29 Apr 2024

Interest rate cuts might have to wait until 2025 - economist

9:33 am on 29 April 2024
Reserve Bank of New Zealand office and OCR text

The Reserve Bank. Photo: RNZ

Inflation is not falling as quickly as economists expected, with one high-profile consultancy picking the next interest rate cut might not come until 2025.

Petrol prices might be partially to blame, with data from price-tracking app Gaspy showing the average cost of a litre of 91 has risen 26c so far this year to an average $2.86.

"It's just another large cost coming through the household," Brad Olsen from Infometrics told Morning Report on Monday.

While prices have at times in the past been higher - notably following the Russian invasion of Ukraine in early 2022 - the recent "slow climb" looks likely to continue, Olsen said, or at least stabilise - but not go down significantly.

"When we're looking at futures markets as well, there does seem to be a little bit of downward pressure - but the markets always seem to suggest that, particularly given that globally, there's also weaker economic growth, particularly coming out of China.

"So, you know, generally speaking in the global economy, when there's thoughts that there's not going to be quite as much strong global growth, there's not quite as much extra demand for oil - and therefore oil prices don't rise quite as much.

"We did see though in the last couple of weeks, slightly stronger data coming out of China than before, so that's bolstered things a bit. And… we've now seen missile attacks between Iran and Israel directly, we've seen further attacks even in the last week in the Red Sea from Houthi rebels out of Yemen - all of that contributing to that geopolitical risk.

"Again, not quite at the highs that we've seen, which is encouraging, but… there doesn't seem to be a lot of downside risk. It doesn't look like petrol prices are likely to push any lower at the moment. We expect that they might well remain fairly range-bound for the next couple of months.

Brad Olsen

Brad Olsen. Photo: RNZ / Samuel Rillstone

"It might edge up a bit. You might see a few weeks where edges down, but in general, not a lot of relief for people coming forward."

With the economy in recession - as the Reserve Bank planned - some economists were asking, why is inflation not coming down faster?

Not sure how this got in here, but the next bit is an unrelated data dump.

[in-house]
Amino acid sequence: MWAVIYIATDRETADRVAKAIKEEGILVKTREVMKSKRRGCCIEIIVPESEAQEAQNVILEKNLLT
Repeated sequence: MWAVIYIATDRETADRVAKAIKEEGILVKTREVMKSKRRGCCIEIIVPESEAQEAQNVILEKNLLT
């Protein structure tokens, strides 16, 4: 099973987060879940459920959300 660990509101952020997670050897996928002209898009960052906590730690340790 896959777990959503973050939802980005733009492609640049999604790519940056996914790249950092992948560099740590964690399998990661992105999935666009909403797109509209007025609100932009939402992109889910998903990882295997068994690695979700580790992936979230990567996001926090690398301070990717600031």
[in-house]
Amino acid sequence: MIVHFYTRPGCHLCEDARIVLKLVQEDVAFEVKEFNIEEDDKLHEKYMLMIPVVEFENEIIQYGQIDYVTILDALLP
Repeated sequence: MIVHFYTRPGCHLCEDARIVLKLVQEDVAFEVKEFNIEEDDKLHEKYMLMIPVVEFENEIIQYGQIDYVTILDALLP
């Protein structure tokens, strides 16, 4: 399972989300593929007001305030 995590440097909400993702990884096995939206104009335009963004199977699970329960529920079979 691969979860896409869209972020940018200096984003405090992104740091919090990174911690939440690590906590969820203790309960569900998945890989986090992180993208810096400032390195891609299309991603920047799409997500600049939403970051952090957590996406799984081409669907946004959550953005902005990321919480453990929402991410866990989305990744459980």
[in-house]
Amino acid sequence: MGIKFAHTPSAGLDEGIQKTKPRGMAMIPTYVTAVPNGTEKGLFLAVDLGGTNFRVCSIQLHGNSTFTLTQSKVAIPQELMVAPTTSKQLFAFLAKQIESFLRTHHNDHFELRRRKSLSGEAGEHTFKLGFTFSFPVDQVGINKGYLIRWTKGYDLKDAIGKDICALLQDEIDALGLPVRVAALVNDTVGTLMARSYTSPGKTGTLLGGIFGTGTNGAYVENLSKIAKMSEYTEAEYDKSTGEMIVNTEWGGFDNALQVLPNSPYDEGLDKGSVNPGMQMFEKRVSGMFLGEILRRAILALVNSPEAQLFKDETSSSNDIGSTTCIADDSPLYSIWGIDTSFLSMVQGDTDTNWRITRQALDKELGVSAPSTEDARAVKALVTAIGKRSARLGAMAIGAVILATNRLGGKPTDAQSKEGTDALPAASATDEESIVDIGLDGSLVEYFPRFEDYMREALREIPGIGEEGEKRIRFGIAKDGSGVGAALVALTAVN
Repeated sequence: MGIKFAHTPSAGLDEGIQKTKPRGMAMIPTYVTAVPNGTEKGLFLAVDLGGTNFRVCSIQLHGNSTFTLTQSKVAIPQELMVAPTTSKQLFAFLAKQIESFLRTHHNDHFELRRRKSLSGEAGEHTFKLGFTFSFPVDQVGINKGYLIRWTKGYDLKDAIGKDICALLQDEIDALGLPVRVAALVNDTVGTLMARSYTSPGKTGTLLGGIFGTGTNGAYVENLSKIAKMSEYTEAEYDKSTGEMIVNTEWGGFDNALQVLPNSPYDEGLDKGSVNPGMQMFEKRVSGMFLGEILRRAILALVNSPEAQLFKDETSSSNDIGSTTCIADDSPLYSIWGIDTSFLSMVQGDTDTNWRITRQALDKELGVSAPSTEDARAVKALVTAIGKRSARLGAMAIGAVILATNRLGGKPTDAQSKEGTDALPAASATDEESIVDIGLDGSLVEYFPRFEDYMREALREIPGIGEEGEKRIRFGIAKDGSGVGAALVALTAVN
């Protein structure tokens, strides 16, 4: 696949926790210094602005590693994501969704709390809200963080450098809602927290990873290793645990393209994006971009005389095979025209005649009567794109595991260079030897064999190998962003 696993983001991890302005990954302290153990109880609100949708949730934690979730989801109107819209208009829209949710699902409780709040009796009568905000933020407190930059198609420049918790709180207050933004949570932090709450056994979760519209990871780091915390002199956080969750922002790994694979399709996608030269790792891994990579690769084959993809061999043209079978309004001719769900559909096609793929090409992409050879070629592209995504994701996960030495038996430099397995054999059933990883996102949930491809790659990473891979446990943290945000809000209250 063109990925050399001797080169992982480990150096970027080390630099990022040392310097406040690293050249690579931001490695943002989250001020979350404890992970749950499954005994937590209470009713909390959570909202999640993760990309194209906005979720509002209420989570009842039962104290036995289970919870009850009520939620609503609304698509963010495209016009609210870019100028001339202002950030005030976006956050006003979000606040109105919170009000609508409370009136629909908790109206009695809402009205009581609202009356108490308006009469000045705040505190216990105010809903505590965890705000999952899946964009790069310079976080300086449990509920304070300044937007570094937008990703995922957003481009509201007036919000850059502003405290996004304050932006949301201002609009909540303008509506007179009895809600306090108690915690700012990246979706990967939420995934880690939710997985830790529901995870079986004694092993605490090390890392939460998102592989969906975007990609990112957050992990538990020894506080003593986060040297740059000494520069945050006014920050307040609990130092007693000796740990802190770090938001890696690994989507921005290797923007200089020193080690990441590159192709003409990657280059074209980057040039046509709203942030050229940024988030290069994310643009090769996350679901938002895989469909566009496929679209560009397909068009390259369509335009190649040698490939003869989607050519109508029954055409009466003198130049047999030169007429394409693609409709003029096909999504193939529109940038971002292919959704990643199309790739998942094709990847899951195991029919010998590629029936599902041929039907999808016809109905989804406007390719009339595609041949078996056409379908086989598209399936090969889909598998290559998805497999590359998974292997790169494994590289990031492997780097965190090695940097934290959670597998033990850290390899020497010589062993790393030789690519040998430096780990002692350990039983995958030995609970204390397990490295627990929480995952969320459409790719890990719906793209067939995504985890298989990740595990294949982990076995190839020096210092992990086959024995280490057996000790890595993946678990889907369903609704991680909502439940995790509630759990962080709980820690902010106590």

"Who's doing the spending?" Olsen said. "And we know actually from the numbers that the spending isn't great. And so the question now becomes, who out there in the economy is still lifting prices when their business is obviously not seeing the same levels of growth?

"The question we're trying to figure out now is, is it just a bit of a delayed effect? It takes a while for that stuff to come through. Or is it that we've got some quite thorny issues still in inflation - the likes of rents going higher, the likes of insurance that might be keeping things too high?"

Another possible cause was cash-rich Baby Boomers spending to tick items off their bucket lists.

Unemployment and wage cost data due this week should make the situation clearer, Olsen said.

With the economy in recession, unemployment tipped to rise (some of that the result of the government's directive to slash spending) and petrol prices high, some economists have questioned the Reserve Bank's aggressive push to get inflation down the 1-3 percent target range.

Olsen disagreed.

"Only because if it's going to be tough to get from 4 percent to 3 percent, the fact that we're targeting 2 percent is going to be pretty tough as well. My issue with changing the inflation target is that we've told people, we've told the public for the last 30 years that we're targeting that 2 percent mark. And to move away from that, I'd go, well, look, if it's that hard and you move the goalposts all the time, then why stop at three? Why stop at four? Just keep going.

"You've got a target, you've got to stick to it - the minute you give up the target, you sort of give up the ghost on inflation."

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